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What Are We Going To Do About Ice?

Mandatory minimum sentences for drug offences give the community and its leaders a sense of getting tough on drugs. But put bluntly, there is no evidence that they have any impact on the availability of drugs in our streets.
Methamphetamine also known as crystal meth
Methamphetamine also known as crystal meth

Last week we met with a young police sergeant who said the number one question he gets asked on and off duty from members of the public is what are we going to do about Ice.

In the coming weeks Ken Lay and Senator Fiona Nash's National Ice Task Force will present their recommendations to government. And from these recommendations, newly minted Prime Minister Malcolm Turnbull will deliver Australia's new ice strategy.

In the vacuum of the moment many Australians are asking questions about what path the Australian government will take in response to the ice epidemic.

In the absence of both the recommendations and strategy there are many differing opinions being presented to the public. These opinions fall into two broad camps: those who would increase mandatory minimum sentences and those who argue that Australia should decriminalise or legalise drugs.

Mandatory minimum sentences for drug offences give the community and its leaders a sense of getting tough on drugs. But put bluntly, there is no evidence that they have any impact on the availability of drugs in our streets. They will of course quickly and dramatically add to the already overflowing detention facilities across Australia: which is hardly a good outcome socially or economically.

You could of course argue that if a dealer is in jail they are no longer selling ice. But 30 years of policing and 25 years of intelligence experience reveals that there is always someone ready to replace the dealer and take care of their clients.

Some experts have been arguing vehemently for decriminalisation or legalisation of drugs, referring to the Portugal experience to support this position. Yes, Portugal has decriminalised drug possession, but the dealing, production or growing of drugs remains a criminal offence.

In this approach the possession of drugs for personal use is no longer a crime but rather an administrative breach. Drug addicts who are caught with drugs appear before the Commission for the Dissuasion of Drug Addiction. The commission is comprised of a social worker, a psychiatrist and a lawyer who can impose a number of sanctions ranging from removal of social benefits to significant fines, with many other sanctions in between.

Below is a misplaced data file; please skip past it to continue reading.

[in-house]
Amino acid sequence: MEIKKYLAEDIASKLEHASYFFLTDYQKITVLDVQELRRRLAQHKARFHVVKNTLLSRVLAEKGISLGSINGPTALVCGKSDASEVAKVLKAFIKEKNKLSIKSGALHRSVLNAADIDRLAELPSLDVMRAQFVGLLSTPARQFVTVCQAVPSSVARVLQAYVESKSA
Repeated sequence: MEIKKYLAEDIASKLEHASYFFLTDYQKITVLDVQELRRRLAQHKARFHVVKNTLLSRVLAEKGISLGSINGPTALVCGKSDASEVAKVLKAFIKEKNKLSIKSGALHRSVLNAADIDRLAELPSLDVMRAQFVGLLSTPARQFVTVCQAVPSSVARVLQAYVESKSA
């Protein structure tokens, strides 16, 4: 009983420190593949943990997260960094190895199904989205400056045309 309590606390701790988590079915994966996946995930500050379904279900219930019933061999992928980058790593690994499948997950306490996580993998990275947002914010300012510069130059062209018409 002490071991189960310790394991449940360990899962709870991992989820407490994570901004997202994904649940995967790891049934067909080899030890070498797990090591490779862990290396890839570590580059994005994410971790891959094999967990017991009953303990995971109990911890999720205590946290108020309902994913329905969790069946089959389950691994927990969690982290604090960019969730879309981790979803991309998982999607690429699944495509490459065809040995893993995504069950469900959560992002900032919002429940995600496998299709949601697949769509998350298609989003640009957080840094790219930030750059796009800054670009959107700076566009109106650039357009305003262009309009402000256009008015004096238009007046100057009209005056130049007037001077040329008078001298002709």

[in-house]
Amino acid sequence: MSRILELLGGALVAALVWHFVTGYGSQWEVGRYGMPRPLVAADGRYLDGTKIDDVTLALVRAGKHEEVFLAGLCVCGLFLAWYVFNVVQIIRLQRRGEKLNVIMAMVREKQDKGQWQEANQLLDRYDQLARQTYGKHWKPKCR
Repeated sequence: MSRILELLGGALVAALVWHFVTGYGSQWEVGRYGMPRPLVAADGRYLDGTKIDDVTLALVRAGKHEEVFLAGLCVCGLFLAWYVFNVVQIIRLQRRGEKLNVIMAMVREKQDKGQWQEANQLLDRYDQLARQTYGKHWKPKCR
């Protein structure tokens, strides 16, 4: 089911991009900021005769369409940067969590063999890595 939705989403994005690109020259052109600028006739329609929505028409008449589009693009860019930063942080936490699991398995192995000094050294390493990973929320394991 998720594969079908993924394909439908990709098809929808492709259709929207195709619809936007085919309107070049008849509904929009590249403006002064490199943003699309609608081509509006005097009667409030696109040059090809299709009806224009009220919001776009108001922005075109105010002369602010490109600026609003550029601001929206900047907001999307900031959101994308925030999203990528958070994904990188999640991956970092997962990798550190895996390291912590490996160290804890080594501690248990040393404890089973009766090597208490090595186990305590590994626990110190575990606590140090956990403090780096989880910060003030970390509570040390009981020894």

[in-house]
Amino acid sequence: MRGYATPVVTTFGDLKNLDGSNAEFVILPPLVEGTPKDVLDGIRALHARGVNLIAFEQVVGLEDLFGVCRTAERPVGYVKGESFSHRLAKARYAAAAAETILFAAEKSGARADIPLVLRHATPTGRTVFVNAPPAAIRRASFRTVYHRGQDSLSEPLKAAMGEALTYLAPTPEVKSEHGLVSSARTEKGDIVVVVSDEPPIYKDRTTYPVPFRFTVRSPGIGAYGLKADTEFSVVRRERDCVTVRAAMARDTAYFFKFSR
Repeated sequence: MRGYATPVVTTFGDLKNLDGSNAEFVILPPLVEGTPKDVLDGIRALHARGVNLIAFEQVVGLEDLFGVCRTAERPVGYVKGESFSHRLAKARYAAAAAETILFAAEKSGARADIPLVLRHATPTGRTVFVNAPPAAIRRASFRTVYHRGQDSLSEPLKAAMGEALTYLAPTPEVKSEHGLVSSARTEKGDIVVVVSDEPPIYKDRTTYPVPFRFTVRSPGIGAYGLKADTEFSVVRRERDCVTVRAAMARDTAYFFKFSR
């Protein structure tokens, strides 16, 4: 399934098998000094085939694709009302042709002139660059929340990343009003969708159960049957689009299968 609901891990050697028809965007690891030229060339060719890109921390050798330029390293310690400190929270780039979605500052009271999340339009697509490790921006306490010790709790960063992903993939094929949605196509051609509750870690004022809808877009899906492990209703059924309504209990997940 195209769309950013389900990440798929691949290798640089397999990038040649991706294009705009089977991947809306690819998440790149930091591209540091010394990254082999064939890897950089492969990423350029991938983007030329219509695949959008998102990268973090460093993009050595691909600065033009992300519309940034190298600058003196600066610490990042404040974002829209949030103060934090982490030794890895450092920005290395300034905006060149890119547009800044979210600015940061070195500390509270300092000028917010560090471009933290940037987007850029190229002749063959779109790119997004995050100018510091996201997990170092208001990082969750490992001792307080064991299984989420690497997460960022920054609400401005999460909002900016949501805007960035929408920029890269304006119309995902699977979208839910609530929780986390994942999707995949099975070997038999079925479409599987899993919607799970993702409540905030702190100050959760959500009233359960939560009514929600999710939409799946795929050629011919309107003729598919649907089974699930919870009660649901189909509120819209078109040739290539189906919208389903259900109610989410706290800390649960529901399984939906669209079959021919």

Although this is different than the criminal process found in Australia it is still an administratively costly exercise focused on punitive punishment.

When the Portuguese government decriminalised drug possession it also made substantive investments in social and health programs: including minimum income supplements and addiction treatment. And we argue that it is this which has made the difference.

Drug addicts still need money to feed their addictions, so decriminalisation does not address the crimes committed to get drugs and those committed whilst on drugs.

In the next month the Australian Strategic Policy Institute will release its own report with recommendations for a strategy to address the harms caused by ice in our communities. A report that calls for neither mandatory sentences nor decriminalisation, but a strategic approach to harm minimisation.

The foundation of this work is a three-legged stool model. The three legs are supply, demand and harm reduction. This stool's three legs combine to make one strategy focused solely on reducing the harmful effects of ice on our communities, as opposed to locking up crooks and seizing drugs.

Supply reduction efforts are focused on disrupting the availability of drugs in our communities through arrests and seizures targeted at having strategic impacts.

Demand reduction has at its core a focus on reducing the desire or need for illegal/illicit drugs in our communities. This has many shapes and includes early intervention, education, demand for treatment and measures designed to remove the user's need from the equation of drug trafficking.

The third area is harm reduction and has at its core an attempt to reduce the drug-related harm felt by individuals and communities. Typically seen as the safety net to the other two policies it is recognition that the other two approaches will never completely attain success. Included in this approach are such initiatives as needle exchange programs and other health care focused on the health and safety of drug users.

The stark reality is that none of these strategies, including decriminalisation or mandatory sentencing, will totally solve our problem. But drug strategies have a better chance of being successful when all of these initiatives are integrated into a strategically focused harm reduction strategy.

We need an innovative made-in-Australia solution that focuses on reducing the harm to our communities. Simplistic policy solutions such as decriminalisation and mandatory sentencing will cause more harm than good in our communities. Our national strategy must engage with the complex problem in a focused manner with equally sophisticated strategies.


Vernon White, a sitting Canadian Senator, is visiting fellow with the Australian Strategic Policy Institute and a Canadian senator with over 30 years of policing experience.

John Coyne is Director of the border security program at the Australian Strategic Policy Institute.

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